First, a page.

What’s at the Core of The New York Times?

The New York Times has established itself in the modern day as the rational mouthpiece of liberal opinion. As is explained on the NYT website, “the core purpose of The New York Times is to enhance society by creating, collecting and distributing high-quality news and information.” Furthermore, the NYT adds that they produce this high-quality content to both, fulfill the public trust and their customers’ expectations.

In short, they break down their ethics policy into three categories: fairness, integrity, and truth. In concept, as said by the founder of NYT Adolph Ochs, the goal of the NYT is to cover the news without “fear or favor.”

With such steadfast cornerstones of journalistic integrity and unbiased reporting, how can we explain the public outrage in the wake of the election results; claims that the NYT “liberal washed” the election to their readers? Are these allegations based on truth?


Gary Taustine of Manhattan writes: “The NY Times is alienating its independent and open-minded readers, and in doing so, limiting the reach of their message and its possible influence.”

One NYT reader from California who asked not to be named in her letter to the Times believes that “Times reporters and editors are trying to sway public opinion toward their own beliefs.” She writes: “I never thought I’d see the day when I, as a liberal, would start getting so frustrated with the one-sided reporting that I would start hopping over to the Fox News web page to read an article and get the rest of the story that the NYT refused to publish.” (NYT)


In a quite climatic response, an Arizona reader writes to NYT: “You’ve lost a subscriber because of your relentless bias against Trump — and I’m not even a Republican.”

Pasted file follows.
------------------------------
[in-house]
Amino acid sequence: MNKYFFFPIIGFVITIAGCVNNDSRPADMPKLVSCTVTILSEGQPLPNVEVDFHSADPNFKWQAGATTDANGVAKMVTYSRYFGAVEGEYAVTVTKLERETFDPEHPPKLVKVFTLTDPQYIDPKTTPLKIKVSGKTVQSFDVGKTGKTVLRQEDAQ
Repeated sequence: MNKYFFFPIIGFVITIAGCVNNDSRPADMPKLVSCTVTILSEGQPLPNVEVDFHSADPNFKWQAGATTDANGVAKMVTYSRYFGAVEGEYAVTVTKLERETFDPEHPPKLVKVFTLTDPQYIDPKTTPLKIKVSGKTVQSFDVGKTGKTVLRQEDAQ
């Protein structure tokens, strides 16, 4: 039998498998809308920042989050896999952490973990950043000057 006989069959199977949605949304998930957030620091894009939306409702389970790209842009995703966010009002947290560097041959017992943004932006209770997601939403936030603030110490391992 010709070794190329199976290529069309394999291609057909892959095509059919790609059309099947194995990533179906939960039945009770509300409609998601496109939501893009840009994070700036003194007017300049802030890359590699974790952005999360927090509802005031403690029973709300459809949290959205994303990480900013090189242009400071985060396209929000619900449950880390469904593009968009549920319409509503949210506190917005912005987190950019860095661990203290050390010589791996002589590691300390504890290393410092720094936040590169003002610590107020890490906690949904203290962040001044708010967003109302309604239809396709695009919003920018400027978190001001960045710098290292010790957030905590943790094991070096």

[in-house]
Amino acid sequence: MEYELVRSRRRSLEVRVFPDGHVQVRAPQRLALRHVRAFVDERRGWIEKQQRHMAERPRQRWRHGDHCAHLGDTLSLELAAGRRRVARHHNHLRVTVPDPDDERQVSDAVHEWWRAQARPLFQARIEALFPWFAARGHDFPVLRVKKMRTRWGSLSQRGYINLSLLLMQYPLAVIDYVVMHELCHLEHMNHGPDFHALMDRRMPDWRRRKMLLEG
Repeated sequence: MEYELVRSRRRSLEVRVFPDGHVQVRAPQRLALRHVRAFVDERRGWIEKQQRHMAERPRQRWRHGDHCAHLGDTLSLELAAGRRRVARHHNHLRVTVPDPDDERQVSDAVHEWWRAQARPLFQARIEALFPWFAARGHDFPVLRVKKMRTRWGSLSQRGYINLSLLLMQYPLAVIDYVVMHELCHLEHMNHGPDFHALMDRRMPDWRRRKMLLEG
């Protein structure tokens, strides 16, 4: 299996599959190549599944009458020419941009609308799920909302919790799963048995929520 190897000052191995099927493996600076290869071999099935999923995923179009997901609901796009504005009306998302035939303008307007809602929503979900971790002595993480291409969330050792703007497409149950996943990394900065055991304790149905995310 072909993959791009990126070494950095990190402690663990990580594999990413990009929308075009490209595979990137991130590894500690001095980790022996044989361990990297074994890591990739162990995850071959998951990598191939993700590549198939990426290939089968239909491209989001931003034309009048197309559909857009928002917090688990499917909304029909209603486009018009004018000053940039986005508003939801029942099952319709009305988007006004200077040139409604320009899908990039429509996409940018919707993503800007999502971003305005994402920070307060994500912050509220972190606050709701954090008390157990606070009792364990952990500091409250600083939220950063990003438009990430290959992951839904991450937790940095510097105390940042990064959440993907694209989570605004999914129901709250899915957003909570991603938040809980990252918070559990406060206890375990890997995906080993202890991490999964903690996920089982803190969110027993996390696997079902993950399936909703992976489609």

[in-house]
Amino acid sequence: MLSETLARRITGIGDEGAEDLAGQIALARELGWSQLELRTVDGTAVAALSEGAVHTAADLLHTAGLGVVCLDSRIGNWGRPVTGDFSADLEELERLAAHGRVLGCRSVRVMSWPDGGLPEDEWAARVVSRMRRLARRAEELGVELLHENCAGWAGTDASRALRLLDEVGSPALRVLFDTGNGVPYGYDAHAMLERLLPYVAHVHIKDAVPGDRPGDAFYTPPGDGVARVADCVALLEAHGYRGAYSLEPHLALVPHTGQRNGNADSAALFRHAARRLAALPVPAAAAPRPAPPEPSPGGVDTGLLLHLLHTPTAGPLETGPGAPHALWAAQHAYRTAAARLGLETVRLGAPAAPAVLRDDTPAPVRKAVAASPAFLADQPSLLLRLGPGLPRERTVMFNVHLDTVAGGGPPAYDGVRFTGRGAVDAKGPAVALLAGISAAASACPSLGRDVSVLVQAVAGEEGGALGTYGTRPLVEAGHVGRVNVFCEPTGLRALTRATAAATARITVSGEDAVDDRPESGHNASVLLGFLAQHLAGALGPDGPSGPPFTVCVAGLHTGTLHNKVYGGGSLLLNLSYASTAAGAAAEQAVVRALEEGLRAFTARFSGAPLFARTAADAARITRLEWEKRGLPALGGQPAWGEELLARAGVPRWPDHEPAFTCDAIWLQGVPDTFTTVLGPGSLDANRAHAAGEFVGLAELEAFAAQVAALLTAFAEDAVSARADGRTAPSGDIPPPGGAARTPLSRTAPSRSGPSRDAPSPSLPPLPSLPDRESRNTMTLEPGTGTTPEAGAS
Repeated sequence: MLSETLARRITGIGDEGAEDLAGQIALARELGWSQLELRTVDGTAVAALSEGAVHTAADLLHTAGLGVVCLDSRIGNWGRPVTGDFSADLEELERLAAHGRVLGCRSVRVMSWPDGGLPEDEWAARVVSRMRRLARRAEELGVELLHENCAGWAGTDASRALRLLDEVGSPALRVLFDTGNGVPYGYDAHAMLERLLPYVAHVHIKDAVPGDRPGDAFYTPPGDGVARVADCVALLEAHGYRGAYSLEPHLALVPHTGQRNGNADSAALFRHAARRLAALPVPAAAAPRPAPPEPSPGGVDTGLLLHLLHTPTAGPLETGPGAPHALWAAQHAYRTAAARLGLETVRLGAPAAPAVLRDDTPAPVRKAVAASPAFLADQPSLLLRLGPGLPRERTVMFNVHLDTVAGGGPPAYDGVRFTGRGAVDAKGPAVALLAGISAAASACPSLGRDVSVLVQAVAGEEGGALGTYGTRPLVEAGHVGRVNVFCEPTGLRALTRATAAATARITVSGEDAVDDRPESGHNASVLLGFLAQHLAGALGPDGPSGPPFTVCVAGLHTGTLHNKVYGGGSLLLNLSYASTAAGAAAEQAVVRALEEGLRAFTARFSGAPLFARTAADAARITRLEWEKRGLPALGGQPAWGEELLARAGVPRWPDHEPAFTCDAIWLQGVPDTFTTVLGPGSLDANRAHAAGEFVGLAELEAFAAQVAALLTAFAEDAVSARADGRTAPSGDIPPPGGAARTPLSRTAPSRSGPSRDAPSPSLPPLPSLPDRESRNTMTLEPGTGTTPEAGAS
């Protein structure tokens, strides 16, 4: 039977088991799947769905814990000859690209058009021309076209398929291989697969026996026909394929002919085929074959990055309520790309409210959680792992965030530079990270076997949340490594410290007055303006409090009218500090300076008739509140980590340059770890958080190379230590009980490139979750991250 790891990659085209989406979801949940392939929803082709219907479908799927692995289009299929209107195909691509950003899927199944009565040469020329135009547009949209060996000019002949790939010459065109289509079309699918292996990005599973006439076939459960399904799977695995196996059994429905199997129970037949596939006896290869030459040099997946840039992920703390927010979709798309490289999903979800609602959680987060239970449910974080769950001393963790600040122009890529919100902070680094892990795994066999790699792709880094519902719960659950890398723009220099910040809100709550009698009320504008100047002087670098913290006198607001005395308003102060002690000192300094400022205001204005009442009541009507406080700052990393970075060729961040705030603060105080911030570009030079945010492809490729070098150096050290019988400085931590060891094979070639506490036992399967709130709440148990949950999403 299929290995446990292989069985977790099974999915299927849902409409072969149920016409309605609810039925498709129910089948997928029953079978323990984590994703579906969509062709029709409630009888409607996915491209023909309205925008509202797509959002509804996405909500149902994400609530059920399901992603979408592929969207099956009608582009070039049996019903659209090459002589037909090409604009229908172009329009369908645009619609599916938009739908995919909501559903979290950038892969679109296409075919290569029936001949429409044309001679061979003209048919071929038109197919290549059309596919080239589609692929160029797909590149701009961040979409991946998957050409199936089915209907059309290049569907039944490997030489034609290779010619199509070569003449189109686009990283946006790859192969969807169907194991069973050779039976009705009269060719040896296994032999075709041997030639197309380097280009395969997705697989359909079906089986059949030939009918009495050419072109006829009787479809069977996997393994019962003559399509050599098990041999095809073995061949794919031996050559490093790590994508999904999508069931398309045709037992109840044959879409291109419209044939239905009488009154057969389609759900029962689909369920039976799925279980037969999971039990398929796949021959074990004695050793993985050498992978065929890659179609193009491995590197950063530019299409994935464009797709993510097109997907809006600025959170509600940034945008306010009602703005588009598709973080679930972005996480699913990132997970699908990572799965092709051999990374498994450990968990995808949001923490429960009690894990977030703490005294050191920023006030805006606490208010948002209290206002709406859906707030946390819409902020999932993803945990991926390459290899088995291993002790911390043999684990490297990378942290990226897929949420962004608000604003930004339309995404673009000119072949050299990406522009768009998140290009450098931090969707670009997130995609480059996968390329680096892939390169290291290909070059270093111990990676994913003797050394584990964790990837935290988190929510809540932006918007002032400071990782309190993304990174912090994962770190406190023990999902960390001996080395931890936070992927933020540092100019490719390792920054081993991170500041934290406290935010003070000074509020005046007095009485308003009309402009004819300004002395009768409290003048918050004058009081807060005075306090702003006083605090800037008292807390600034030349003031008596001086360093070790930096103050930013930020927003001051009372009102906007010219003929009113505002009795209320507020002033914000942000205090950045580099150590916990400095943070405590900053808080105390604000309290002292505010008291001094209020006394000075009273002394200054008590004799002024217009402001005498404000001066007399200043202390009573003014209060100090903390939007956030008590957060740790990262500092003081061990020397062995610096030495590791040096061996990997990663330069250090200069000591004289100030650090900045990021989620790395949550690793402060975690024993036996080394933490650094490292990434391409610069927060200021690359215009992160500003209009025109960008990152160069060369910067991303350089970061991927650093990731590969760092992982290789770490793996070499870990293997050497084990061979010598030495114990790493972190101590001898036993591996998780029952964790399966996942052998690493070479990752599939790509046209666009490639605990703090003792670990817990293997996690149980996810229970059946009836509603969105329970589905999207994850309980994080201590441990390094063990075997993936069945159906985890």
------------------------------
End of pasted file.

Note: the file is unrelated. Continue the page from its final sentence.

And these letters are from liberals!


In a piece, she released this summer the Public Editor of the Times, Liz Spayd, explains that the root of the problem is that the assumption that readers really know the difference between opinion pieces and news may be false.


She nods to a few allocations against the Times’ unbiased point of view: the Hilary ad on the homepage of the website this fall and the front page gun control editorial in print last December. If a new source tells the news straight but is candid about the standpoint of the ownership is that unethical? Executive editor, Dan Baquet, says no.

He says, “I want us to be perceived as fair and honest to the world, not just a segment of it. It’s a really difficult goal.”

Ultimately the official response of the NYT to these allegations is that fractured journalism is a product of fractured society. With such a divided nation there will inevitably be news sources that fall to one side or another.

Two years ago a Pew Research survey found that liberals are flocking to The Times. 65 percent of NYT readers held political values that were left of center. The leadership of the Times states that despite this majority it would be inconceivable for them to only cater to this one side, it would strongly oppose the founding ethical pillars of the publication.

Unfortunately, theory and practice seldom align.



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